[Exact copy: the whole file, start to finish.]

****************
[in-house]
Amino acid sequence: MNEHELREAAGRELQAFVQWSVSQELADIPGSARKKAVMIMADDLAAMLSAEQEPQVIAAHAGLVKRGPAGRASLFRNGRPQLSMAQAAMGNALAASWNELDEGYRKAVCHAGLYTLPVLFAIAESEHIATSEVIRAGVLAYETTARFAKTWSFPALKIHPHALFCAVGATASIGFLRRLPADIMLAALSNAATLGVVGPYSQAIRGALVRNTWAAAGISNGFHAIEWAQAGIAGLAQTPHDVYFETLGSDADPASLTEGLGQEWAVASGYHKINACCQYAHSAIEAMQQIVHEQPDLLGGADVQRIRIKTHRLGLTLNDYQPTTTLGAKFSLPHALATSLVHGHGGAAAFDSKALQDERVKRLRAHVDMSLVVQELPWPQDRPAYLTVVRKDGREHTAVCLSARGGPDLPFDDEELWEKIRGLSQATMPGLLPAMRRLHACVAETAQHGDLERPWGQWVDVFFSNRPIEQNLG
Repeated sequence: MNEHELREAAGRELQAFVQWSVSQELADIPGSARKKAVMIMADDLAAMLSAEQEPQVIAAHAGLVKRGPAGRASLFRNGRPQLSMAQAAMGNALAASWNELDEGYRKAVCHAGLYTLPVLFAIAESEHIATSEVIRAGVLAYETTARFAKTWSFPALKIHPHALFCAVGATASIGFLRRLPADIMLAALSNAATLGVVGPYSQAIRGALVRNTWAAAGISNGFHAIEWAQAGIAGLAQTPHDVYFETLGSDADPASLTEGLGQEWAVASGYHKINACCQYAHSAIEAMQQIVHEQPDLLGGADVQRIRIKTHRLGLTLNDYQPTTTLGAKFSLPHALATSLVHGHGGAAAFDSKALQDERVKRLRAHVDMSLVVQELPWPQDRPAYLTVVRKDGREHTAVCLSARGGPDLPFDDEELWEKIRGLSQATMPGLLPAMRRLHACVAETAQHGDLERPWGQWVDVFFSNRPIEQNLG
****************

[in-house]
Amino acid sequence: MNEHELREAAGRELQAFVQWSVSQELADIPGSARKKAVMIMADDLAAMLSAEQEPQVIAAHAGLVKRGPAGRASLFRNGRPQLSMAQAAMGNALAASWNELDEGYRKAVCHAGLYTLPVLFAIAESEHIATSEVIRAGVLAYETTARFAKTWSFPALKIHPHALFCAVGATASIGFLRRLPADIMLAALSNAATLGVVGPYSQAIRGALVRNTWAAAGISNGFHAIEWAQAGIAGLAQTPHDVYFETLGSDADPASLTEGLGQEWAVASGYHKINACCQYAHSAIEAMQQIVHEQPDLLGGADVQRIRIKTHRLGLTLNDYQPTTTLGAKFSLPHALATSLVHGHGGAAAFDSKALQDERVKRLRAHVDMSLVVQELPWPQDRPAYLTVVRKDGREHTAVCLSARGGPDLPFDDEELWEKIRGLSQATMPGLLPAMRRLHACVAETAQHGDLERPWGQWVDVFFSNRPIEQNLG
Repeated sequence: MNEHELREAAGRELQAFVQWSVSQELADIPGSARKKAVMIMADDLAAMLSAEQEPQVIAAHAGLVKRGPAGRASLFRNGRPQLSMAQAAMGNALAASWNELDEGYRKAVCHAGLYTLPVLFAIAESEHIATSEVIRAGVLAYETTARFAKTWSFPALKIHPHALFCAVGATASIGFLRRLPADIMLAALSNAATLGVVGPYSQAIRGALVRNTWAAAGISNGFHAIEWAQAGIAGLAQTPHDVYFETLGSDADPASLTEGLGQEWAVASGYHKINACCQYAHSAIEAMQQIVHEQPDLLGGADVQRIRIKTHRLGLTLNDYQPTTTLGAKFSLPHALATSLVHGHGGAAAFDSKALQDERVKRLRAHVDMSLVVQELPWPQDRPAYLTVVRKDGREHTAVCLSARGGPDLPFDDEELWEKIRGLSQATMPGLLPAMRRLHACVAETAQHGDLERPWGQWVDVFFSNRPIEQNLG